Besides ushering in cooler temperatures and holiday cheer, the months of December, January and February are peak times for Seasonal Affective Disorder (SAD). SAD is a mood disorder associated with depression and related to seasonal variations in light. It affects nearly half a million people, usually between the months of September and April. Depression is usually mild to moderate, but can be severe. SAD can be diagnosed after three consecutive winters of symptoms, if they are also followed by complete remission in the spring and summer months. According to Mental Health America, symptoms include depression, anxiety, overeating, lethargy and social withdrawal.
SAD tends to affect women more, as three out of four sufferers are women. The main onset appears anywhere between the ages of 18-30, but more typically in the early twenties. According to Dr. Timothy Stone, medical director of the Alabama Department of Mental Health, in northern regions, nearly 14 percent of the population experiences SAD. In more temperate regions like Alabama, the incidence is approximately 6 percent. The severity of SAD can be traced to a person’s vulnerability to the disorder, linked to having at least one close relative with a psychiatric condition, usually severe depressive disorder or alcohol abuse.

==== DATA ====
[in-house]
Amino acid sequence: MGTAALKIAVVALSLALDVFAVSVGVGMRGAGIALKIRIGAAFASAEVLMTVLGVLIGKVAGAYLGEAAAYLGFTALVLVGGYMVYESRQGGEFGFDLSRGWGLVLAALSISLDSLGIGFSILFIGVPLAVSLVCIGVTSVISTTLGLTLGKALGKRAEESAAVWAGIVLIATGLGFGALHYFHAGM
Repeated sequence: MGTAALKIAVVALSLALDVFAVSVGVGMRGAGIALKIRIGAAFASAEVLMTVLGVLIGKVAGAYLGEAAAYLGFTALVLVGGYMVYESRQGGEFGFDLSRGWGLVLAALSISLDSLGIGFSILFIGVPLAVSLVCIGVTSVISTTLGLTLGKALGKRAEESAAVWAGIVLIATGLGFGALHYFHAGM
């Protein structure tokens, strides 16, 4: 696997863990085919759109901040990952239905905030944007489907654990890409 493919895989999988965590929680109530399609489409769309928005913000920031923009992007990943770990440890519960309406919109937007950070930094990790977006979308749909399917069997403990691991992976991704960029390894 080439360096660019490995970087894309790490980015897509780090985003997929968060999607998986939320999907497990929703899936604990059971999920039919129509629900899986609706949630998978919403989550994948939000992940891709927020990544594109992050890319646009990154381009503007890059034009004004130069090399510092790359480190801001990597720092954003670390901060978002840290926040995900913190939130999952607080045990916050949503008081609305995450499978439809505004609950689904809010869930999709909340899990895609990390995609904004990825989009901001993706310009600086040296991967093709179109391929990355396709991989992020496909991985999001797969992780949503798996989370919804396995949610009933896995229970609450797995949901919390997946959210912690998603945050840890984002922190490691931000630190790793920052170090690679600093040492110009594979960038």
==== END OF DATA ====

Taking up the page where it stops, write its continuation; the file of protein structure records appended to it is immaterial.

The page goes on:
Stone says, “SAD can disrupt a person’s life in several ways including affecting work performance by causing impairments in concentration, energy and motivation. Often people with SAD have an increased need for sleep and have a difficult time getting up in the morning. They are more often late to work or do not show up at all. The quality of their work suffers, and they are less efficient and less productive. SAD can also negatively impact close relationships by causing irritability as well as a tendency to pull away from the world and isolate oneself.”
Causes of SAD have been traced to seasonal light variations in humans, as well as levels of melatonin. There are a variety of treatments and treatment levels for those suffering from SAD. Stone says, “People with the disorder can increase the amount of time they spend outside to gain some relief. Using manufactured light-boxes that produce specific wavelengths of light, many of which can be purchased fairly cheaply over the Internet, has been found as effective in treating SAD as psychotherapy or medication. This treatment works best when used daily, in the morning, from October through March.”
Some people often say they have the “winter blues,” which is in fact a milder form of SAD, but the main thing to remember is if depressive symptoms are severe enough to significantly affect one’s daily living, contact a mental health professional.